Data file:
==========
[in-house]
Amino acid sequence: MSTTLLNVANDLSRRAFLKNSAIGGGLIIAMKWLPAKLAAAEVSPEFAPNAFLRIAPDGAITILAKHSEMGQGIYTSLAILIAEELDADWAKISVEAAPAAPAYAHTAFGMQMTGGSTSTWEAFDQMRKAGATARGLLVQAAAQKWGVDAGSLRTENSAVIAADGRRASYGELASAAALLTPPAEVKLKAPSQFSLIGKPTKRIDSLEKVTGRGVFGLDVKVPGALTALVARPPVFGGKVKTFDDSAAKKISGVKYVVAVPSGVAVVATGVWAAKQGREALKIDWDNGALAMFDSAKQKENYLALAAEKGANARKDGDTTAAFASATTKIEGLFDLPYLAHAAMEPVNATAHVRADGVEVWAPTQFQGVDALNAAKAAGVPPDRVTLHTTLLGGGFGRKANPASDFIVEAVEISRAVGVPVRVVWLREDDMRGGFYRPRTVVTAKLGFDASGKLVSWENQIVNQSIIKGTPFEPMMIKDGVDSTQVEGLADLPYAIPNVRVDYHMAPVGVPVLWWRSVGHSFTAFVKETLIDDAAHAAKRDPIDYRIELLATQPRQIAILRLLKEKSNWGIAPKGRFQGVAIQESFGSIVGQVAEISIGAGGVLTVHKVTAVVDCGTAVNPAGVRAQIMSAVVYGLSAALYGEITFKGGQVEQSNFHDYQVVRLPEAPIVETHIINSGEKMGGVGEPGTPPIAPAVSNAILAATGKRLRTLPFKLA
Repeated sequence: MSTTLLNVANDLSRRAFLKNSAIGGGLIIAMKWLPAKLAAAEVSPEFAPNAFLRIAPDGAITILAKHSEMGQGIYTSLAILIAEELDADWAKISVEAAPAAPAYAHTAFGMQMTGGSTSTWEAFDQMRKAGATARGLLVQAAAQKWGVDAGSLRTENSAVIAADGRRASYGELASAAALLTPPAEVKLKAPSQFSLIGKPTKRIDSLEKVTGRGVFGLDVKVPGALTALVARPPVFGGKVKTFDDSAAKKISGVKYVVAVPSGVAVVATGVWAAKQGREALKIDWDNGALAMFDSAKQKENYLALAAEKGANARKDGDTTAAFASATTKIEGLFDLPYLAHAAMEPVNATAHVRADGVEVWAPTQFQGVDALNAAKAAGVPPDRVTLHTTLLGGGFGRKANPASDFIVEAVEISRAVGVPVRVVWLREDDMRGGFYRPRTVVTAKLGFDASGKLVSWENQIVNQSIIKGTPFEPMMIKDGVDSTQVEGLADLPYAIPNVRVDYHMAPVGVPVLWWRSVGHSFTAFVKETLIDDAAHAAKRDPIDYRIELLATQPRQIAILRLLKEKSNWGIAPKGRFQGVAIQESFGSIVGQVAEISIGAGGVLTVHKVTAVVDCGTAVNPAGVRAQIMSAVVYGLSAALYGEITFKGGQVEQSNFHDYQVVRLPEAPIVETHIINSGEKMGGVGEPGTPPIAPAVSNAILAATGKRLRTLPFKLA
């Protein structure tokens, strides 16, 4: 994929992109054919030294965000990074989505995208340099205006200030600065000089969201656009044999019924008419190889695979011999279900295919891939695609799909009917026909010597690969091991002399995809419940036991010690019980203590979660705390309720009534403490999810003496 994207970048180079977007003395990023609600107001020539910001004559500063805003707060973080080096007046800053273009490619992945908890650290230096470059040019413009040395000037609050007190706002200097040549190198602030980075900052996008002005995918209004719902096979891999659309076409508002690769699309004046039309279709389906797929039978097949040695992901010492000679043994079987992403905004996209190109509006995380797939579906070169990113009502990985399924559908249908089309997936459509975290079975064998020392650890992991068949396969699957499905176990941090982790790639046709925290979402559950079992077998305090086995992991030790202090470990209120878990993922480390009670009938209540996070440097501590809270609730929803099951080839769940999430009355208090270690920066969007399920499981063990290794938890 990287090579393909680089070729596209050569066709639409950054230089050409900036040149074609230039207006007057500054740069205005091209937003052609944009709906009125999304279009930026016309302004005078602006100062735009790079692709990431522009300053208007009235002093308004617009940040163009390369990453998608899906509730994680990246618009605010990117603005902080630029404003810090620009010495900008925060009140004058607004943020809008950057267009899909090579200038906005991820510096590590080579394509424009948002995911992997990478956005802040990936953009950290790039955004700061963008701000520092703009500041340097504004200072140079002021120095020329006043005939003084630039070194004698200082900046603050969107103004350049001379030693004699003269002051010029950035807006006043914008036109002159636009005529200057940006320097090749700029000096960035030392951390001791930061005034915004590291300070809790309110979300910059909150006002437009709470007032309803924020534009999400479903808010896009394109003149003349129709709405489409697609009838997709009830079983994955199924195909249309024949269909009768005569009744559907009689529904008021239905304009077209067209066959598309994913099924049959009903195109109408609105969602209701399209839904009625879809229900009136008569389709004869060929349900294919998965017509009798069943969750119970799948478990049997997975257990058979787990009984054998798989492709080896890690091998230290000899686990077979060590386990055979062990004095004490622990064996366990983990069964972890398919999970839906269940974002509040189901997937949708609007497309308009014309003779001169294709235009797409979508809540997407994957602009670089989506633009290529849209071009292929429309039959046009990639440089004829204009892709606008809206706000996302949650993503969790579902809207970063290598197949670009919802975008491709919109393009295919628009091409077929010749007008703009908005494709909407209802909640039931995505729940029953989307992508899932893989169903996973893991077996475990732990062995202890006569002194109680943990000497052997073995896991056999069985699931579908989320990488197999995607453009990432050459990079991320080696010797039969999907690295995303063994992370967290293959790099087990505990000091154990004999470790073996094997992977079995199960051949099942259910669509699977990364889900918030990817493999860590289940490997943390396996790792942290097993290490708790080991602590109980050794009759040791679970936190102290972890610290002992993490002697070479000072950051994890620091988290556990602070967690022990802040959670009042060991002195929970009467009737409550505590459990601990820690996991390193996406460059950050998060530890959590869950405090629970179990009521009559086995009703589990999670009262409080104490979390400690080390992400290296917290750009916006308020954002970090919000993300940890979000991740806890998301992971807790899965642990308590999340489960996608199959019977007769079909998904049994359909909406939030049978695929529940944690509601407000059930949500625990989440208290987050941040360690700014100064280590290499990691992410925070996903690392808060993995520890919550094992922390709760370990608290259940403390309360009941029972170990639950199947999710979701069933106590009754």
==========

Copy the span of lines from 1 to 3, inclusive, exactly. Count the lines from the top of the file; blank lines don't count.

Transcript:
[in-house]
Amino acid sequence: MSTTLLNVANDLSRRAFLKNSAIGGGLIIAMKWLPAKLAAAEVSPEFAPNAFLRIAPDGAITILAKHSEMGQGIYTSLAILIAEELDADWAKISVEAAPAAPAYAHTAFGMQMTGGSTSTWEAFDQMRKAGATARGLLVQAAAQKWGVDAGSLRTENSAVIAADGRRASYGELASAAALLTPPAEVKLKAPSQFSLIGKPTKRIDSLEKVTGRGVFGLDVKVPGALTALVARPPVFGGKVKTFDDSAAKKISGVKYVVAVPSGVAVVATGVWAAKQGREALKIDWDNGALAMFDSAKQKENYLALAAEKGANARKDGDTTAAFASATTKIEGLFDLPYLAHAAMEPVNATAHVRADGVEVWAPTQFQGVDALNAAKAAGVPPDRVTLHTTLLGGGFGRKANPASDFIVEAVEISRAVGVPVRVVWLREDDMRGGFYRPRTVVTAKLGFDASGKLVSWENQIVNQSIIKGTPFEPMMIKDGVDSTQVEGLADLPYAIPNVRVDYHMAPVGVPVLWWRSVGHSFTAFVKETLIDDAAHAAKRDPIDYRIELLATQPRQIAILRLLKEKSNWGIAPKGRFQGVAIQESFGSIVGQVAEISIGAGGVLTVHKVTAVVDCGTAVNPAGVRAQIMSAVVYGLSAALYGEITFKGGQVEQSNFHDYQVVRLPEAPIVETHIINSGEKMGGVGEPGTPPIAPAVSNAILAATGKRLRTLPFKLA
Repeated sequence: MSTTLLNVANDLSRRAFLKNSAIGGGLIIAMKWLPAKLAAAEVSPEFAPNAFLRIAPDGAITILAKHSEMGQGIYTSLAILIAEELDADWAKISVEAAPAAPAYAHTAFGMQMTGGSTSTWEAFDQMRKAGATARGLLVQAAAQKWGVDAGSLRTENSAVIAADGRRASYGELASAAALLTPPAEVKLKAPSQFSLIGKPTKRIDSLEKVTGRGVFGLDVKVPGALTALVARPPVFGGKVKTFDDSAAKKISGVKYVVAVPSGVAVVATGVWAAKQGREALKIDWDNGALAMFDSAKQKENYLALAAEKGANARKDGDTTAAFASATTKIEGLFDLPYLAHAAMEPVNATAHVRADGVEVWAPTQFQGVDALNAAKAAGVPPDRVTLHTTLLGGGFGRKANPASDFIVEAVEISRAVGVPVRVVWLREDDMRGGFYRPRTVVTAKLGFDASGKLVSWENQIVNQSIIKGTPFEPMMIKDGVDSTQVEGLADLPYAIPNVRVDYHMAPVGVPVLWWRSVGHSFTAFVKETLIDDAAHAAKRDPIDYRIELLATQPRQIAILRLLKEKSNWGIAPKGRFQGVAIQESFGSIVGQVAEISIGAGGVLTVHKVTAVVDCGTAVNPAGVRAQIMSAVVYGLSAALYGEITFKGGQVEQSNFHDYQVVRLPEAPIVETHIINSGEKMGGVGEPGTPPIAPAVSNAILAATGKRLRTLPFKLA